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Senseless waste of trees

I haven’t read The Great Typo Hunt: Two Friends Changing the World, One Correction at a Time, and neither should you, but Jan Freeman has bravely taken on the task.

Two years ago, a couple of twerps, Jeff Deck and Benjamin Herson, went across the country on a mission, to correct errors in signage—misspellings, badly placed apostrophes, the like. They got into the news, no doubt a help with the book contract, when the National Park Service accused them of vandalizing a sign at the Grand Canyon.

Ms. Freeman, bless her heart, is charitable enough to call the book “a creditable buddy adventure,” though she does point out “the meager variety of typos.”

I commented on their shenanigans when they first hit the news, and Brian White, the proprietor of Talk wordy to me, who is also unimpressed with their low-grade vigilantism, has seen fit to quote me. What I said then seems equally apt today:

What is annoying about the whole enterprise is that it trivializes grammar, and reinforces the public image that people concerned about grammar and usage are (a) preoccupied with trifles and (b) busybodies whose joy in life is to correct other people publicly.

 

 

Posted by John McIntyre at 10:38 AM | | Comments (5)
        

Comments

I must admit I lost all faith in your ability as a journalist at your first line. " I haven’t read The Great Typo Hunt: Two Friends Changing the World, One Correction at a Time"
Then how can you attack them? you read a tiny review and are sure that it's correct. You don't even feel the need to make sure you are right.
these are some other reviews
http://www.philly.com/inquirer/magazine/20100817_They_re_out_to_rid_the_world_of_typos.html
Or

http://www.npr.org/templates/story/story.php?storyId=129086941

You are so sure you are correct about this book you don't need to read it.

I haven't read any of John McIntyre's writings, and neither should you.

I read some negative responses in the comments on his other blog and that led me to conclude that all of his blog postings are disagreeable as well.

Awww, Jeff and Benjamin have friends.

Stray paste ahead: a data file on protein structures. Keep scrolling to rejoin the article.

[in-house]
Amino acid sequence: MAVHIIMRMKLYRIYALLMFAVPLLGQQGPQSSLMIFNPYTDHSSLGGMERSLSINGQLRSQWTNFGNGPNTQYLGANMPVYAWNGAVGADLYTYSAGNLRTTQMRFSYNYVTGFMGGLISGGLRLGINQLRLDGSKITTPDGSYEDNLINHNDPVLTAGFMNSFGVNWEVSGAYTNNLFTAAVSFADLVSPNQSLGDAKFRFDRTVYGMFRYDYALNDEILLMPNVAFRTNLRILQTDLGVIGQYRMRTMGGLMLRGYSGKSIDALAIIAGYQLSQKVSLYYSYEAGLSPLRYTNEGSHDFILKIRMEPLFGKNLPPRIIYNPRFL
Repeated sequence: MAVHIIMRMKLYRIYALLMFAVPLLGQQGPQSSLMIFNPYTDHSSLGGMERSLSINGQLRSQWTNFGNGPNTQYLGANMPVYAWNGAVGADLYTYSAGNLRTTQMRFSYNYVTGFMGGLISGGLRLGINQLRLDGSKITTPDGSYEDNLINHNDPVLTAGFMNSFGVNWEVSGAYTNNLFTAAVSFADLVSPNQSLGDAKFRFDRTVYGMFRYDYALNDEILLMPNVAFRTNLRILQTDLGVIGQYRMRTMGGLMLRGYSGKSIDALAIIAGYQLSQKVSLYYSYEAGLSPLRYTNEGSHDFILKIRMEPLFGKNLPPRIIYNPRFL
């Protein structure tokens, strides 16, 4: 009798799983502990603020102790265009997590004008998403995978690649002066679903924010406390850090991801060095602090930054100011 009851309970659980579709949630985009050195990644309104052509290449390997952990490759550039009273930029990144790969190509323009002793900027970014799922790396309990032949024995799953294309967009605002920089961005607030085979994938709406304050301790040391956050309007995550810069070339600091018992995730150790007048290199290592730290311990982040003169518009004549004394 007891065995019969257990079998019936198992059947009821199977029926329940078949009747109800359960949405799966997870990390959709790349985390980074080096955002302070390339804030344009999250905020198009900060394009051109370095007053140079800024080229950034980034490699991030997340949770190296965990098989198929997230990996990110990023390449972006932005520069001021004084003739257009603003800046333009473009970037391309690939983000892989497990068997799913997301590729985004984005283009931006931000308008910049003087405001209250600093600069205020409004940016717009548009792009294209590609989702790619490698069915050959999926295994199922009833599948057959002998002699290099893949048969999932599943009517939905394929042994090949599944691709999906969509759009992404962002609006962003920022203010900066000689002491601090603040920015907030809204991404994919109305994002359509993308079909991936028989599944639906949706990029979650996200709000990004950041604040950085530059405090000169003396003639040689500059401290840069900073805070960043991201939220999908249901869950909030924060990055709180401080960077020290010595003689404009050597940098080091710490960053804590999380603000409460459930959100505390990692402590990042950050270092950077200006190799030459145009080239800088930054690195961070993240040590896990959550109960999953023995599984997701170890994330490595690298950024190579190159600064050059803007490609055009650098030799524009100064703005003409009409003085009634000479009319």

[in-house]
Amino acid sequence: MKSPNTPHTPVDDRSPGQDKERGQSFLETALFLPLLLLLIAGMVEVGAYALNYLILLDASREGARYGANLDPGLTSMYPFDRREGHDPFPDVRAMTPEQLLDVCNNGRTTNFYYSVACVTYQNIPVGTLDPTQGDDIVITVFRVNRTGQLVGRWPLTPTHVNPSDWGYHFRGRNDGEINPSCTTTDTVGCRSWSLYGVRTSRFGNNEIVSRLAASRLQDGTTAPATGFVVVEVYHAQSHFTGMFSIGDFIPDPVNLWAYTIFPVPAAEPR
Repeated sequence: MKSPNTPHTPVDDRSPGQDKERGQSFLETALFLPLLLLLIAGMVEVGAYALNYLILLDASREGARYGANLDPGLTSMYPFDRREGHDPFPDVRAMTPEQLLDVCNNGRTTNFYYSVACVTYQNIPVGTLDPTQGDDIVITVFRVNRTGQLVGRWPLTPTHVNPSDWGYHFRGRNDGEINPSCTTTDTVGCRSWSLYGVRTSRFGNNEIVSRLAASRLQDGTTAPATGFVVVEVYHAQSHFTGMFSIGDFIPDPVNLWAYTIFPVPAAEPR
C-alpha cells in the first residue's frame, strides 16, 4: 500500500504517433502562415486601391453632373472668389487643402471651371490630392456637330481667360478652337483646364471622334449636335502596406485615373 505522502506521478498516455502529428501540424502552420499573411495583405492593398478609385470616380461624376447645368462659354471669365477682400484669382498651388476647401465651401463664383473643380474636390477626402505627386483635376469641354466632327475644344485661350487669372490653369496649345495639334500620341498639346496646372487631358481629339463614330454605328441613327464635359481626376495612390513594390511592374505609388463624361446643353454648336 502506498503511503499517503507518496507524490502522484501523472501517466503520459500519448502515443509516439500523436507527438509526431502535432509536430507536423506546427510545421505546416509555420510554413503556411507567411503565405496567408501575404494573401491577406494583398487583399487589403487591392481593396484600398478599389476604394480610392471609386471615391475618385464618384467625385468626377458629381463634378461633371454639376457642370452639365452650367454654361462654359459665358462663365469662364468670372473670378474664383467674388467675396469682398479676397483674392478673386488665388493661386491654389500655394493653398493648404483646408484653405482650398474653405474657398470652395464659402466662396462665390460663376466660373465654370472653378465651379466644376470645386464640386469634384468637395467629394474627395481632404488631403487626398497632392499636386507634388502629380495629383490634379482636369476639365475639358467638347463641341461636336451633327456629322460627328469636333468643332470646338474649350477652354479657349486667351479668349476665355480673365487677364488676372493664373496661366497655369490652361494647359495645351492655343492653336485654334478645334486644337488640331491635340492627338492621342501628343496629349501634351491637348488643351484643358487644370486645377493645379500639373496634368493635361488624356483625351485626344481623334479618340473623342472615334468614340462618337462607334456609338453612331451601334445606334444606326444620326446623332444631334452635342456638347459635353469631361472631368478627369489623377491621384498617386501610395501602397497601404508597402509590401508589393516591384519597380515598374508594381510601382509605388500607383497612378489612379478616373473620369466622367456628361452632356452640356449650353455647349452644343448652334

For what it's worth, I know neither of the two authors, and I have read the book. I found it fun and interesting. It's not only about the authors going around inserting and deleting apostrophes, etc., it's about cultural issues beneath the surface of language that are nonetheless related to language, and it's also about friends and idealism. Deliberately trying NOT to come off as snoots, the authors didn't call people out publicly in most cases, and they asked politely before attempting to correct. It didn't always work, but it's a different picture regardless.
I thought the book was a fun read and if you had criticized, say, the writing style or the author's cultural analysis, that would have been fair. But to ding a book you haven't read for something that's only part of the book isn't fair, it's a cheap shot.

I hate to pile on, John, but you do yourself serious discredit when you presume to render judgment on something you haven't bothered to check out.

And, as so often happens when there's such a gap between knowledge and judgment, you're just plain wrong.

Jeff Deck and Benjamin Herson may have started out on an ill-defined lark — which they own up to — but they grew and learned along the way. One of the joys of "The Great Typo Hunt" is in following the maturation of their quest as they develop meaningful epiphanies about how people learn and relate to language, about their evolving place in the prescriptivist-descriptivist spectrum, and the meaningfulness of the mission itself.

A great deal of scholarly research is gathered, processed and debated (some of the best parts of the book come from the fact that Jeff Deck and Benjamin Herson — as well as Deck's other road compatriots — don't always agree on what they're doing or why they're doing it. Their arguments make for great "things that make you go 'hmmmm' fodder.)

At the end of the journey, the men and the mission are markedly changed for the start of their adventure. They're much more enlightened and thoughtful, and so we are for getting to vicariously participate. Their conclusion — true learning and consciousness-raising lies neither in being an unwavering defender of unwavering standardization or a go-with-the-linguistic-flow hippie. It's from a reasoned compromise between the camps.

They've given voice and profile to what many of us have thought about and silently seethed over for years. And given the national resonance of their quest, their efforts therefore have great value.

Give the book and the authors a chance, John. It won't kill you. I'll bet that if nothing else, these guys would make far better cross-country road-trip companions than Geoffrey Pullum and Arnold Zwicky.

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About John McIntyre
John McIntyre, mild-mannered editor for a great metropolitan newspaper, has fussed over writers’ work, to sporadic expressions of gratitude, for thirty years. He is The Sun’s night content production manager and former head of its copy desk. He also teaches editing at Loyola University Maryland. A former president of the American Copy Editors Society, a native of Kentucky, a graduate of Michigan State and Syracuse, and a moderate prescriptivist, he writes about language, journalism, and arbitrarily chosen topics. If you are inspired by a spirit of contradiction, comment on the posts or write to him at john.mcintyre@baltsun.com.
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